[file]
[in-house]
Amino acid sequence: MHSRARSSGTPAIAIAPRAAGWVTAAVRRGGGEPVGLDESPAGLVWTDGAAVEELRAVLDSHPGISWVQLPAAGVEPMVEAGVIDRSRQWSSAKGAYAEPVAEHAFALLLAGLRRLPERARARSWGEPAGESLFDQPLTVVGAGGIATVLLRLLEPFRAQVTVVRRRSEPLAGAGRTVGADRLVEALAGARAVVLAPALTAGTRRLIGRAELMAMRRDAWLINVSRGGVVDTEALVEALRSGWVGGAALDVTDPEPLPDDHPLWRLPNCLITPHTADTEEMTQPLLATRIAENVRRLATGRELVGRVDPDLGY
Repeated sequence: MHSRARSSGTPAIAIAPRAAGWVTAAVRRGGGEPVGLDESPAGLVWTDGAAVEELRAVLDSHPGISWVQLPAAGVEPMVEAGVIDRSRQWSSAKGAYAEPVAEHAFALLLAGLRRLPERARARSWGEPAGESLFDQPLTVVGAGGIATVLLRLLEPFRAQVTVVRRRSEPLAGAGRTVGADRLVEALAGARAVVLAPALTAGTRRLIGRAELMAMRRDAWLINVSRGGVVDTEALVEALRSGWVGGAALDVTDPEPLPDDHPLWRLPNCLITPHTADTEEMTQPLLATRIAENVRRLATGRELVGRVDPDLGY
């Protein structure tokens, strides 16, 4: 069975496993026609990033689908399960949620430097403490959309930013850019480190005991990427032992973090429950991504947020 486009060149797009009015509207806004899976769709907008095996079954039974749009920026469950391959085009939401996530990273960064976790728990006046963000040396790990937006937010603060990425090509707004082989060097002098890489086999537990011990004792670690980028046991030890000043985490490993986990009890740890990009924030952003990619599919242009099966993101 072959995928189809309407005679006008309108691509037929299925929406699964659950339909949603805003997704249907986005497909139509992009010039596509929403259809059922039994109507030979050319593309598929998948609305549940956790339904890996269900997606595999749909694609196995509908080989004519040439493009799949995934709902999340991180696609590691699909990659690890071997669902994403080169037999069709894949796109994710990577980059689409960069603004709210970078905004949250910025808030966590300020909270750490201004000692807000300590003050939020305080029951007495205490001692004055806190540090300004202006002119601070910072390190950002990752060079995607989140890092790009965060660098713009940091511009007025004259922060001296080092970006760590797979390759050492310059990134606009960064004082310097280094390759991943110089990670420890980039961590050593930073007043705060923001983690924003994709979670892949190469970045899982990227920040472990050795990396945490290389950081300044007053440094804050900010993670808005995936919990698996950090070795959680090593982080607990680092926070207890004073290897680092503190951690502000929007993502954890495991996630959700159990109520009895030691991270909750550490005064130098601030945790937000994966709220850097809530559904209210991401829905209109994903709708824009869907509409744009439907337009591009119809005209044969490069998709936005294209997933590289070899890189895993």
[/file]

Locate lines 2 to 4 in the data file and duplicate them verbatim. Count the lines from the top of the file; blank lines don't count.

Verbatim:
Amino acid sequence: MHSRARSSGTPAIAIAPRAAGWVTAAVRRGGGEPVGLDESPAGLVWTDGAAVEELRAVLDSHPGISWVQLPAAGVEPMVEAGVIDRSRQWSSAKGAYAEPVAEHAFALLLAGLRRLPERARARSWGEPAGESLFDQPLTVVGAGGIATVLLRLLEPFRAQVTVVRRRSEPLAGAGRTVGADRLVEALAGARAVVLAPALTAGTRRLIGRAELMAMRRDAWLINVSRGGVVDTEALVEALRSGWVGGAALDVTDPEPLPDDHPLWRLPNCLITPHTADTEEMTQPLLATRIAENVRRLATGRELVGRVDPDLGY
Repeated sequence: MHSRARSSGTPAIAIAPRAAGWVTAAVRRGGGEPVGLDESPAGLVWTDGAAVEELRAVLDSHPGISWVQLPAAGVEPMVEAGVIDRSRQWSSAKGAYAEPVAEHAFALLLAGLRRLPERARARSWGEPAGESLFDQPLTVVGAGGIATVLLRLLEPFRAQVTVVRRRSEPLAGAGRTVGADRLVEALAGARAVVLAPALTAGTRRLIGRAELMAMRRDAWLINVSRGGVVDTEALVEALRSGWVGGAALDVTDPEPLPDDHPLWRLPNCLITPHTADTEEMTQPLLATRIAENVRRLATGRELVGRVDPDLGY
């Protein structure tokens, strides 16, 4: 069975496993026609990033689908399960949620430097403490959309930013850019480190005991990427032992973090429950991504947020 486009060149797009009015509207806004899976769709907008095996079954039974749009920026469950391959085009939401996530990273960064976790728990006046963000040396790990937006937010603060990425090509707004082989060097002098890489086999537990011990004792670690980028046991030890000043985490490993986990009890740890990009924030952003990619599919242009099966993101 072959995928189809309407005679006008309108691509037929299925929406699964659950339909949603805003997704249907986005497909139509992009010039596509929403259809059922039994109507030979050319593309598929998948609305549940956790339904890996269900997606595999749909694609196995509908080989004519040439493009799949995934709902999340991180696609590691699909990659690890071997669902994403080169037999069709894949796109994710990577980059689409960069603004709210970078905004949250910025808030966590300020909270750490201004000692807000300590003050939020305080029951007495205490001692004055806190540090300004202006002119601070910072390190950002990752060079995607989140890092790009965060660098713009940091511009007025004259922060001296080092970006760590797979390759050492310059990134606009960064004082310097280094390759991943110089990670420890980039961590050593930073007043705060923001983690924003994709979670892949190469970045899982990227920040472990050795990396945490290389950081300044007053440094804050900010993670808005995936919990698996950090070795959680090593982080607990680092926070207890004073290897680092503190951690502000929007993502954890495991996630959700159990109520009895030691991270909750550490005064130098601030945790937000994966709220850097809530559904209210991401829905209109994903709708824009869907509409744009439907337009591009119809005209044969490069998709936005294209997933590289070899890189895993």